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Leading change in the large-scale implementation of a service integration model in Québec

Author:

Yves Couturier

university of Sherbrooke, CA
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Abstract

Introduction: Conceptual models and empirical evidence of efficiency are accumulating about service integration. However, the effects demonstrated during pilot projects are not always translated to effective practices during the scale up of integrated services at the national level. We hypothesize that a defect in the conduct of change may explain this knowledge-practice gap.

Description of policy context and objective: After 10 years of research and promising experimental projects, Québec has made service integration one of the pillars of two major reforms (2004 and 2015) of its health and social services system. These reforms constituted continuums of care under the responsibility of a single organization responsible for the needs of the population of its territory. Specifically, these organisations were given all the necessary managerial means to integrated management of the health and social services system. While both reforms have had a profound impact on the six dimensions of the Rainbow Model of Integrated Care (Valentijn et al., 2015), public action has been deployed at variable intensities for each of them.

Targeted population: The entire Québec population receiving health and social services.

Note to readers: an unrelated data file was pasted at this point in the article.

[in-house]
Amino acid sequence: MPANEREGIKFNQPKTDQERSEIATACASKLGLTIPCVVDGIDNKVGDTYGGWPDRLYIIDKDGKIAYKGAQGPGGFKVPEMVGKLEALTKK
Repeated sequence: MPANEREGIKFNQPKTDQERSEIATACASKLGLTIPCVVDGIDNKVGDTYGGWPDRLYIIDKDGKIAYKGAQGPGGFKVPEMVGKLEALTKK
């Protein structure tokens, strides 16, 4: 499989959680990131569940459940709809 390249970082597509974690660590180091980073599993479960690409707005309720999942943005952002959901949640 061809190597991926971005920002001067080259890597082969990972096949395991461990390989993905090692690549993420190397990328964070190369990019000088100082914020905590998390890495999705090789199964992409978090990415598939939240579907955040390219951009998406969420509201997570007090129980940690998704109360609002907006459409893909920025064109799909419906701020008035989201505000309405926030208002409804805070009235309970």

Highlights: We conducted 13 in-depth semi-structured interviews with very senior managers (former ministers, CEOs, senior officials). These interviews focused on understanding issues driving the change of the two reforms aimed at integrating services. The variation observed in the intensity of the change according to the components of the Rainbow model reveals a public action of the “make-it-happen” type on some components the State prioritised (e.g. merging organizations, clinical evaluation tools), and “help-it-happen” (e.g. case management) or “let-it-happen” for others (e.g. individualized service plan), deemed of secondary importance. This shift in change management strategies has had the effect of disrupting an integrated service integration model which was conceptually integrated.

Comments on transferability: This analysis makes it possible to think about the necessary balance between change management strategies types such as make it, help it and let it happen. At the end of this work, we believe that it is less a question of choosing one of these three strategies, nor of choosing between a top-down approach, imposing a single model, or bottom-up, asking local actors to adapt a general model to their particular context. The study shows the need to develop an integrated vision of change management, sensitive to the potential effects of a too variable intensity of a differentiated strategy according to the dimensions of the integration of the services considered.

How to Cite: Couturier Y. Leading change in the large-scale implementation of a service integration model in Québec. International Journal of Integrated Care. 2019;19(4):9. DOI: http://doi.org/10.5334/ijic.s3009
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Published on 08 Aug 2019.

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